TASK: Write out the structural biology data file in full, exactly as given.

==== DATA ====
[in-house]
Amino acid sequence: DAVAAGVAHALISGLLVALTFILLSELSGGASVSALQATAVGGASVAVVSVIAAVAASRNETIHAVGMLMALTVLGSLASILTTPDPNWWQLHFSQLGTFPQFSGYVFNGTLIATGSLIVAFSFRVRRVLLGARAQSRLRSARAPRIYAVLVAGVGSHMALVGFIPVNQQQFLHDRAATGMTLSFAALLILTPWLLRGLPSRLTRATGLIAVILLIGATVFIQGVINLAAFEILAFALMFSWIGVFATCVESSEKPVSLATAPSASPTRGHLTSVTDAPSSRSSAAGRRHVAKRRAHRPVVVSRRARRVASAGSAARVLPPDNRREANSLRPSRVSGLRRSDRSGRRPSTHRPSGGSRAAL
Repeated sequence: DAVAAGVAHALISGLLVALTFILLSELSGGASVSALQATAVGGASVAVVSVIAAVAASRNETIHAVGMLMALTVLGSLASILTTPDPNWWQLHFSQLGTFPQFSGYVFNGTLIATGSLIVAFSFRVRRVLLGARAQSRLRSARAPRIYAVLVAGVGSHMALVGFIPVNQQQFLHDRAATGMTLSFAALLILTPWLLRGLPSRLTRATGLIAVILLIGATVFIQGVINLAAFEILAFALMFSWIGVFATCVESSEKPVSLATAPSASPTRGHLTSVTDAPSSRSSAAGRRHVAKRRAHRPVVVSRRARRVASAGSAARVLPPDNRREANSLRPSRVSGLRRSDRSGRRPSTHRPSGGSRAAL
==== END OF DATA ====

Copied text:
[in-house]
Amino acid sequence: DAVAAGVAHALISGLLVALTFILLSELSGGASVSALQATAVGGASVAVVSVIAAVAASRNETIHAVGMLMALTVLGSLASILTTPDPNWWQLHFSQLGTFPQFSGYVFNGTLIATGSLIVAFSFRVRRVLLGARAQSRLRSARAPRIYAVLVAGVGSHMALVGFIPVNQQQFLHDRAATGMTLSFAALLILTPWLLRGLPSRLTRATGLIAVILLIGATVFIQGVINLAAFEILAFALMFSWIGVFATCVESSEKPVSLATAPSASPTRGHLTSVTDAPSSRSSAAGRRHVAKRRAHRPVVVSRRARRVASAGSAARVLPPDNRREANSLRPSRVSGLRRSDRSGRRPSTHRPSGGSRAAL
Repeated sequence: DAVAAGVAHALISGLLVALTFILLSELSGGASVSALQATAVGGASVAVVSVIAAVAASRNETIHAVGMLMALTVLGSLASILTTPDPNWWQLHFSQLGTFPQFSGYVFNGTLIATGSLIVAFSFRVRRVLLGARAQSRLRSARAPRIYAVLVAGVGSHMALVGFIPVNQQQFLHDRAATGMTLSFAALLILTPWLLRGLPSRLTRATGLIAVILLIGATVFIQGVINLAAFEILAFALMFSWIGVFATCVESSEKPVSLATAPSASPTRGHLTSVTDAPSSRSSAAGRRHVAKRRAHRPVVVSRRARRVASAGSAARVLPPDNRREANSLRPSRVSGLRRSDRSGRRPSTHRPSGGSRAAL